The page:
Falling gasoline prices are expected to encourage millions to hit the road for the Memorial Day holiday weekend, even more than last year, according to predictions from the American Automobile Association.
About 34.8 million people are expected to travel 50 miles or more from home this weekend, an increase of about 1.2 percent from last year, a statement from AAA said.
Gas prices have dropped in recent weeks, which could encourage more to take to the road. The average price for a gallon of regular unleaded in South Carolina was the lowest in the nation at $3.35. Georgia’s average price was eighth-lowest at $3.46, more than 30 cents lower than a month ago, according to AAA’s Fuel Gauge Report. About 88 percent of all holiday travelers are expected to drive to their destination, AAA said.
Many of those travelers will be headed to pools and beaches for the official start of the summer swimming season. Even so, those looking for a beach to swim will have to travel a little farther than Lake Thurmond.
There’s little water to swim in at the lake’s 31 designated swimming areas, said Billy Birdwell, the spokesman for the Army Corps of Engineers Savannah District .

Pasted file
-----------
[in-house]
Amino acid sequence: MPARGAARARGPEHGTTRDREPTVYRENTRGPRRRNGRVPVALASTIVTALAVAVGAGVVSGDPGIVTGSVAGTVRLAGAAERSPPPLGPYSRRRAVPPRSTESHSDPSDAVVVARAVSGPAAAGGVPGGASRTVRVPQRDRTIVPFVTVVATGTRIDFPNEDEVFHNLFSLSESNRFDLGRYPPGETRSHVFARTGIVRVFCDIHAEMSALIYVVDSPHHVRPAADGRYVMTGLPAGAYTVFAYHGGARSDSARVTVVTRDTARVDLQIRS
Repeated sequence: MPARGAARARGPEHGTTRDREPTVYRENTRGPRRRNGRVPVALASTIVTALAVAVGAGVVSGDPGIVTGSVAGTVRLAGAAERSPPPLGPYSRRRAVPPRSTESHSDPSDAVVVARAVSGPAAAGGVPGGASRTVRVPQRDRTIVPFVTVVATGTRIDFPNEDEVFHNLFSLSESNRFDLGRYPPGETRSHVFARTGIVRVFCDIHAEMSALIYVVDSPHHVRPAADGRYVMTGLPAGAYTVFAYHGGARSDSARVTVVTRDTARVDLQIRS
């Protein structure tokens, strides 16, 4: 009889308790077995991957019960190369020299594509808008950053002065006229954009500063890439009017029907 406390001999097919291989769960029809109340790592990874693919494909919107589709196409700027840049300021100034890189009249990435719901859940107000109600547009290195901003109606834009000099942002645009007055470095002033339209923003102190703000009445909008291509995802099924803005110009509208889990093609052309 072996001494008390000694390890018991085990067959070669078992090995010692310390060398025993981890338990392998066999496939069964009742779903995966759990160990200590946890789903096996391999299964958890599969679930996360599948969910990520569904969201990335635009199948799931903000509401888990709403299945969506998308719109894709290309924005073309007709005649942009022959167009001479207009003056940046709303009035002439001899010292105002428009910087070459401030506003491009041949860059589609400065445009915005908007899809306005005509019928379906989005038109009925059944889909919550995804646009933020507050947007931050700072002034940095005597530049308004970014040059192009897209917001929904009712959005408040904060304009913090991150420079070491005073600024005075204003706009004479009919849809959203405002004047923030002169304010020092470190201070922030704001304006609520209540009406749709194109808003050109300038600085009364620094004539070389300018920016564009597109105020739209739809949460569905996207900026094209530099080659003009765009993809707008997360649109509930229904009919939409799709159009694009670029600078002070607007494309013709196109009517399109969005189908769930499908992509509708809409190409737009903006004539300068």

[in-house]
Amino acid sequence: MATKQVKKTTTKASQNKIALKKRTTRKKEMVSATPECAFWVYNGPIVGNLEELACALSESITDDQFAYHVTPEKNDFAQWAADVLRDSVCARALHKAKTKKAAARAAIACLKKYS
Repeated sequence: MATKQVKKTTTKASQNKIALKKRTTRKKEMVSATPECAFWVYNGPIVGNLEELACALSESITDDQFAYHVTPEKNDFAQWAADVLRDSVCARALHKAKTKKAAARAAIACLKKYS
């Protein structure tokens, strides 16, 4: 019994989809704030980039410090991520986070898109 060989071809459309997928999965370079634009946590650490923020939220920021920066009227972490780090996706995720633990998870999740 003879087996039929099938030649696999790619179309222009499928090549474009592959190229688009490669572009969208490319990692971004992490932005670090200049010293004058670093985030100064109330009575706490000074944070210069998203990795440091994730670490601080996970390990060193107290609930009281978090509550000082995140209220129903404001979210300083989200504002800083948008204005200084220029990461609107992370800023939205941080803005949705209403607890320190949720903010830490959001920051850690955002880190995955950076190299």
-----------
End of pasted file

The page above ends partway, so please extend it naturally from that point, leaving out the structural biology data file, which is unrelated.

“If not completely dry they are just about dry,” Birdwell said.
Drought conditions have reduced water levels at Thurmond to about 321 feet above sea level, more than 7 feet below normal.
It’s much the same at Mistletoe State Park. The water there has receded to the point there’s nowhere to swim, according to Kim Hatcher, a spokeswoman for the Georgia Department of Natural Resources.
“The swimming area is dry,” Hatcher said. “People can still swim, but they will have to go out farther in the lake.”
Anyone who does that should keep in mind the dangers of swimming outside of designated areas, Birdwell said. There can be a lot of underwater hazards and unseen drop-offs that can be treacherous for swimmers, he said.
“It can go from knee-deep to 17 feet of water without warning,” he said. “That’s why it is very, very important for anyone and everyone to wear a life jacket when swimming anywhere in the lake.”